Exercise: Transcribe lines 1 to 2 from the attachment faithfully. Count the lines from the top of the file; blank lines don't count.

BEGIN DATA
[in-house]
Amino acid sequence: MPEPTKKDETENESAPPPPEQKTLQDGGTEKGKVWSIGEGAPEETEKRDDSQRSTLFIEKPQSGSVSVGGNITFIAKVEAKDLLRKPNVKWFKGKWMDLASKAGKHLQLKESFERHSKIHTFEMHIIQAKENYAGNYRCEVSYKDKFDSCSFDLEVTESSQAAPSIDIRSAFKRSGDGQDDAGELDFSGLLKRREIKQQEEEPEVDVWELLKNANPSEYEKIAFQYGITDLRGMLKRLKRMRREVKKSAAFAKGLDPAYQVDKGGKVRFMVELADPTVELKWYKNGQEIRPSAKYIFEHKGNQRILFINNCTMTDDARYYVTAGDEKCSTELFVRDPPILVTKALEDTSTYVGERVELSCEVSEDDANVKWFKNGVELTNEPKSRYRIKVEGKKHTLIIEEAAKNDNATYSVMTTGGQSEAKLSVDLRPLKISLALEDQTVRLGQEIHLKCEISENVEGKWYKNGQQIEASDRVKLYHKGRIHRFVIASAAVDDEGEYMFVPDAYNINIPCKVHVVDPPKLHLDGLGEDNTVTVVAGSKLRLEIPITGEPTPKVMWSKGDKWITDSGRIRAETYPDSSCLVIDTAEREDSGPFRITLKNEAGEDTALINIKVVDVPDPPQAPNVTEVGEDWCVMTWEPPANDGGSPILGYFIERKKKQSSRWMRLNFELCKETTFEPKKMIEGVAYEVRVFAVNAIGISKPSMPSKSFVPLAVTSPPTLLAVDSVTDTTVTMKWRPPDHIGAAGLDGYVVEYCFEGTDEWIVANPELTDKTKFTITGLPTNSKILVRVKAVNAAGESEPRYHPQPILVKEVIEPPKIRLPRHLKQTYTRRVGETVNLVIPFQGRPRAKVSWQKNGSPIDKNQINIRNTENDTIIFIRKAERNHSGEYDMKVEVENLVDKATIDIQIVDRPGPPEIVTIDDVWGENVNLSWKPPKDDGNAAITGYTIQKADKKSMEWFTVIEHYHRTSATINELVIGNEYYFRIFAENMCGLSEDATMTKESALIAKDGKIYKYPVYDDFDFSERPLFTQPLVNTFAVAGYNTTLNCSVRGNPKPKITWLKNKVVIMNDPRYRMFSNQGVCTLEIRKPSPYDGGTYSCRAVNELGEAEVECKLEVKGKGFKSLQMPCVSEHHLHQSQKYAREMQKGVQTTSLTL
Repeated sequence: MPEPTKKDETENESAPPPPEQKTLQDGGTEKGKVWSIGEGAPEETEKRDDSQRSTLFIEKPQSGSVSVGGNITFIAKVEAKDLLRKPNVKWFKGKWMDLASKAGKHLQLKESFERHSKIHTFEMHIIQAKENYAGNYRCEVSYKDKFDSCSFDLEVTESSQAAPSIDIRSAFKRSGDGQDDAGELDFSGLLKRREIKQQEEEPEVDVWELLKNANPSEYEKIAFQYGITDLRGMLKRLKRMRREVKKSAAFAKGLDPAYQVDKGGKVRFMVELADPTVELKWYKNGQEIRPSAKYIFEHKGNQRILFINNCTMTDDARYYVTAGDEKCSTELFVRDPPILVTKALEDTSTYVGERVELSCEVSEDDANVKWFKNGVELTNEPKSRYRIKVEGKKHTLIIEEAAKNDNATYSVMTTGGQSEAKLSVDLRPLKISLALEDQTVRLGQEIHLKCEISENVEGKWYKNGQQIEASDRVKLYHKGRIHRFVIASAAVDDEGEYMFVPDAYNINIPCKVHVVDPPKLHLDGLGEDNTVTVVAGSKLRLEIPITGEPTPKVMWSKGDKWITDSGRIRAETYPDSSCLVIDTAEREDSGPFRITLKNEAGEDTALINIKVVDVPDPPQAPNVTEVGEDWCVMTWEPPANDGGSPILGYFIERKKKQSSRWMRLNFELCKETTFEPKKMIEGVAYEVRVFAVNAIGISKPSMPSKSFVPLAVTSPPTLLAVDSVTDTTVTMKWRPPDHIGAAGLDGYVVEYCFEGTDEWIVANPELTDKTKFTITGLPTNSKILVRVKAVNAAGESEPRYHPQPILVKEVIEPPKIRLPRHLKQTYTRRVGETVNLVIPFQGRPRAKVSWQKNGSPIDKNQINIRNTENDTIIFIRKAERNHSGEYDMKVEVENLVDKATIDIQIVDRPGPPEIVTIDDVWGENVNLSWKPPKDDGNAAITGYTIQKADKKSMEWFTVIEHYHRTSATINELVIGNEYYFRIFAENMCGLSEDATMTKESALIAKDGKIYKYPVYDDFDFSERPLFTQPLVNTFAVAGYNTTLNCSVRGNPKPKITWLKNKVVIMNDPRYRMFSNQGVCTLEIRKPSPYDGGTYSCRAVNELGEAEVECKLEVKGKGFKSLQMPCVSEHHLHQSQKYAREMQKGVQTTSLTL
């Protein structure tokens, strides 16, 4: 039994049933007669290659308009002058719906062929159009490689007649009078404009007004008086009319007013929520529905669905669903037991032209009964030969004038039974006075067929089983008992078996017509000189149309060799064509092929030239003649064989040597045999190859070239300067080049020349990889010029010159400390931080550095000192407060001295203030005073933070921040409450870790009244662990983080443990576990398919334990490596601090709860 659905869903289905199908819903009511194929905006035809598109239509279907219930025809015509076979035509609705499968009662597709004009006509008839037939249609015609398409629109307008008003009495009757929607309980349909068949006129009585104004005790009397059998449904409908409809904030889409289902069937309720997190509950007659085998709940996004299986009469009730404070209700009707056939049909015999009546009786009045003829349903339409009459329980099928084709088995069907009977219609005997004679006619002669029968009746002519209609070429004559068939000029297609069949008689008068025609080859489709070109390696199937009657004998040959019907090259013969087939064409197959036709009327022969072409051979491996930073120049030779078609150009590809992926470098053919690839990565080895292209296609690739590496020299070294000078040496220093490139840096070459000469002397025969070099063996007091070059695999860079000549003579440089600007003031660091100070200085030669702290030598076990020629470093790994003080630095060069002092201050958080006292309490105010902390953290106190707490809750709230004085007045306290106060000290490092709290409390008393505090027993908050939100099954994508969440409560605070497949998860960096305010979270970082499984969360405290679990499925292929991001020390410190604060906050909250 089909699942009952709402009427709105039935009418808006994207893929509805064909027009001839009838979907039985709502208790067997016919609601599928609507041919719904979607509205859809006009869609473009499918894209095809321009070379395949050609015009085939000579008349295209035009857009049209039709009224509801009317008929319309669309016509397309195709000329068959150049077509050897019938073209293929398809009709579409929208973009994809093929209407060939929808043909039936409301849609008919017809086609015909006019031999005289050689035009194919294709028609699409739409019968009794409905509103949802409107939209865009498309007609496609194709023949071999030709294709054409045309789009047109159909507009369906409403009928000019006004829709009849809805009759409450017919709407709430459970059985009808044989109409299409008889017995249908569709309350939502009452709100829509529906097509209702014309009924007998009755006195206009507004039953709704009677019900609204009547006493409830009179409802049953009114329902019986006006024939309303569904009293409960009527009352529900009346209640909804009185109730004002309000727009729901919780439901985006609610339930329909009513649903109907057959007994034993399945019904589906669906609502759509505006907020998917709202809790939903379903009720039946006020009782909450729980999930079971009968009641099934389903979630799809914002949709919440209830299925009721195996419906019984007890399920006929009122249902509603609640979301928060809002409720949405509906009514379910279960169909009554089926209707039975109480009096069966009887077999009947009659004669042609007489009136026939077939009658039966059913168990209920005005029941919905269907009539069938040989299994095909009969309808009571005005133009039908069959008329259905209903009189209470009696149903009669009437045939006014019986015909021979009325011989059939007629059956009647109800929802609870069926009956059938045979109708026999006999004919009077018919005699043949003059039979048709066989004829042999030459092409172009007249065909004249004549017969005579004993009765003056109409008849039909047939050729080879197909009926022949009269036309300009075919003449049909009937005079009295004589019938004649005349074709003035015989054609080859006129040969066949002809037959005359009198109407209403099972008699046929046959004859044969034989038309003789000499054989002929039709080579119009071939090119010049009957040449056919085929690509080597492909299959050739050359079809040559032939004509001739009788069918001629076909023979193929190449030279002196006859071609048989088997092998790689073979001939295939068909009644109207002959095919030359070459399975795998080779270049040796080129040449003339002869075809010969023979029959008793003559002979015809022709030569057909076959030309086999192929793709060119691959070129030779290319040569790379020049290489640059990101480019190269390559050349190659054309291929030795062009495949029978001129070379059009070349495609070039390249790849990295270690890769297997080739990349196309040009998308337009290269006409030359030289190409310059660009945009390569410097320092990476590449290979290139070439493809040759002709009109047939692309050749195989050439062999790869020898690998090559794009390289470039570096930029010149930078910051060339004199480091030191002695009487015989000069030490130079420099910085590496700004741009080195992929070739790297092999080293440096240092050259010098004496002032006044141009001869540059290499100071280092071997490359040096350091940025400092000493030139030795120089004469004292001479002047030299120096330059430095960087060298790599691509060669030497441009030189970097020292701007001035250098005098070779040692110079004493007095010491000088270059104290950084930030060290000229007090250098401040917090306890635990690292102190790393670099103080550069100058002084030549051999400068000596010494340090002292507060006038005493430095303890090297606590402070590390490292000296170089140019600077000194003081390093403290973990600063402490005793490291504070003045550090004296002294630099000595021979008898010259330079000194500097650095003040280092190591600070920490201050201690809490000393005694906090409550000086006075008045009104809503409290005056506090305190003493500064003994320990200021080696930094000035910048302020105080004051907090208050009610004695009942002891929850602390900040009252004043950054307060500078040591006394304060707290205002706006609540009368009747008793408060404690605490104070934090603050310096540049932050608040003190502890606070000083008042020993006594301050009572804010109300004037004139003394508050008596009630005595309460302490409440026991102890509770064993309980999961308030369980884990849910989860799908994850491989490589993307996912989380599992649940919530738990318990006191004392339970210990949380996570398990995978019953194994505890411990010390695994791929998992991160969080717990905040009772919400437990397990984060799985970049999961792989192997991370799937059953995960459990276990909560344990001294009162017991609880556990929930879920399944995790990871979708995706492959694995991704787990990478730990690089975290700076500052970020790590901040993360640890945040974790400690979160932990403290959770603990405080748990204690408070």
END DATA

[in-house]
Amino acid sequence: MPEPTKKDETENESAPPPPEQKTLQDGGTEKGKVWSIGEGAPEETEKRDDSQRSTLFIEKPQSGSVSVGGNITFIAKVEAKDLLRKPNVKWFKGKWMDLASKAGKHLQLKESFERHSKIHTFEMHIIQAKENYAGNYRCEVSYKDKFDSCSFDLEVTESSQAAPSIDIRSAFKRSGDGQDDAGELDFSGLLKRREIKQQEEEPEVDVWELLKNANPSEYEKIAFQYGITDLRGMLKRLKRMRREVKKSAAFAKGLDPAYQVDKGGKVRFMVELADPTVELKWYKNGQEIRPSAKYIFEHKGNQRILFINNCTMTDDARYYVTAGDEKCSTELFVRDPPILVTKALEDTSTYVGERVELSCEVSEDDANVKWFKNGVELTNEPKSRYRIKVEGKKHTLIIEEAAKNDNATYSVMTTGGQSEAKLSVDLRPLKISLALEDQTVRLGQEIHLKCEISENVEGKWYKNGQQIEASDRVKLYHKGRIHRFVIASAAVDDEGEYMFVPDAYNINIPCKVHVVDPPKLHLDGLGEDNTVTVVAGSKLRLEIPITGEPTPKVMWSKGDKWITDSGRIRAETYPDSSCLVIDTAEREDSGPFRITLKNEAGEDTALINIKVVDVPDPPQAPNVTEVGEDWCVMTWEPPANDGGSPILGYFIERKKKQSSRWMRLNFELCKETTFEPKKMIEGVAYEVRVFAVNAIGISKPSMPSKSFVPLAVTSPPTLLAVDSVTDTTVTMKWRPPDHIGAAGLDGYVVEYCFEGTDEWIVANPELTDKTKFTITGLPTNSKILVRVKAVNAAGESEPRYHPQPILVKEVIEPPKIRLPRHLKQTYTRRVGETVNLVIPFQGRPRAKVSWQKNGSPIDKNQINIRNTENDTIIFIRKAERNHSGEYDMKVEVENLVDKATIDIQIVDRPGPPEIVTIDDVWGENVNLSWKPPKDDGNAAITGYTIQKADKKSMEWFTVIEHYHRTSATINELVIGNEYYFRIFAENMCGLSEDATMTKESALIAKDGKIYKYPVYDDFDFSERPLFTQPLVNTFAVAGYNTTLNCSVRGNPKPKITWLKNKVVIMNDPRYRMFSNQGVCTLEIRKPSPYDGGTYSCRAVNELGEAEVECKLEVKGKGFKSLQMPCVSEHHLHQSQKYAREMQKGVQTTSLTL